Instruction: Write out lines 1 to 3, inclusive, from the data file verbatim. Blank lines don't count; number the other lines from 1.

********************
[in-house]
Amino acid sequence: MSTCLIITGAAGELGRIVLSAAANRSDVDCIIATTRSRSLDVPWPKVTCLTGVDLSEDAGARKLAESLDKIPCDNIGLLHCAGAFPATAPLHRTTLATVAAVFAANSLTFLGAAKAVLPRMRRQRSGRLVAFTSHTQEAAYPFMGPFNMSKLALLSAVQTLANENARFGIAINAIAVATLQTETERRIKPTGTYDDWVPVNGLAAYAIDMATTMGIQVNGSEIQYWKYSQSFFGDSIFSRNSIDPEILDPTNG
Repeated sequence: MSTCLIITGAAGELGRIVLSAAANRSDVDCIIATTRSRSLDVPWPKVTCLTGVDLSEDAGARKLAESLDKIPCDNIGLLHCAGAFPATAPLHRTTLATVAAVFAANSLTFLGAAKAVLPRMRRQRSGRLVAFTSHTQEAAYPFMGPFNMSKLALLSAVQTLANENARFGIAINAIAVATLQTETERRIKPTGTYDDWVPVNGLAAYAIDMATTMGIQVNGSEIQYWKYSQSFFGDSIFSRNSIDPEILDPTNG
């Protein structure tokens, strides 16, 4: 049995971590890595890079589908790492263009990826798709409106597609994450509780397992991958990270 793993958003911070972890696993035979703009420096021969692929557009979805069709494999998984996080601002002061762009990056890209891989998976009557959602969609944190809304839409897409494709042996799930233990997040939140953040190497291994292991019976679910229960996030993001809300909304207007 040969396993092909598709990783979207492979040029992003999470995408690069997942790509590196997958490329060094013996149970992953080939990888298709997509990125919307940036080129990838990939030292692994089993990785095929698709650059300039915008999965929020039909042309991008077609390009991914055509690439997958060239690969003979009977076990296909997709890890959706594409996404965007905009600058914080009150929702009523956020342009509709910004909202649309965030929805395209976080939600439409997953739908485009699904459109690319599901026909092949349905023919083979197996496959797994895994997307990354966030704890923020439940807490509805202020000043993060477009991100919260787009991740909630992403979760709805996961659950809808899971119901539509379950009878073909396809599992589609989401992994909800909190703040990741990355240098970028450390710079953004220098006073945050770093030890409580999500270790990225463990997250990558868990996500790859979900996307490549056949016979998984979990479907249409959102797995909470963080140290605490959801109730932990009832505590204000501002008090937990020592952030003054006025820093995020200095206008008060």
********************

[in-house]
Amino acid sequence: MSTCLIITGAAGELGRIVLSAAANRSDVDCIIATTRSRSLDVPWPKVTCLTGVDLSEDAGARKLAESLDKIPCDNIGLLHCAGAFPATAPLHRTTLATVAAVFAANSLTFLGAAKAVLPRMRRQRSGRLVAFTSHTQEAAYPFMGPFNMSKLALLSAVQTLANENARFGIAINAIAVATLQTETERRIKPTGTYDDWVPVNGLAAYAIDMATTMGIQVNGSEIQYWKYSQSFFGDSIFSRNSIDPEILDPTNG
Repeated sequence: MSTCLIITGAAGELGRIVLSAAANRSDVDCIIATTRSRSLDVPWPKVTCLTGVDLSEDAGARKLAESLDKIPCDNIGLLHCAGAFPATAPLHRTTLATVAAVFAANSLTFLGAAKAVLPRMRRQRSGRLVAFTSHTQEAAYPFMGPFNMSKLALLSAVQTLANENARFGIAINAIAVATLQTETERRIKPTGTYDDWVPVNGLAAYAIDMATTMGIQVNGSEIQYWKYSQSFFGDSIFSRNSIDPEILDPTNG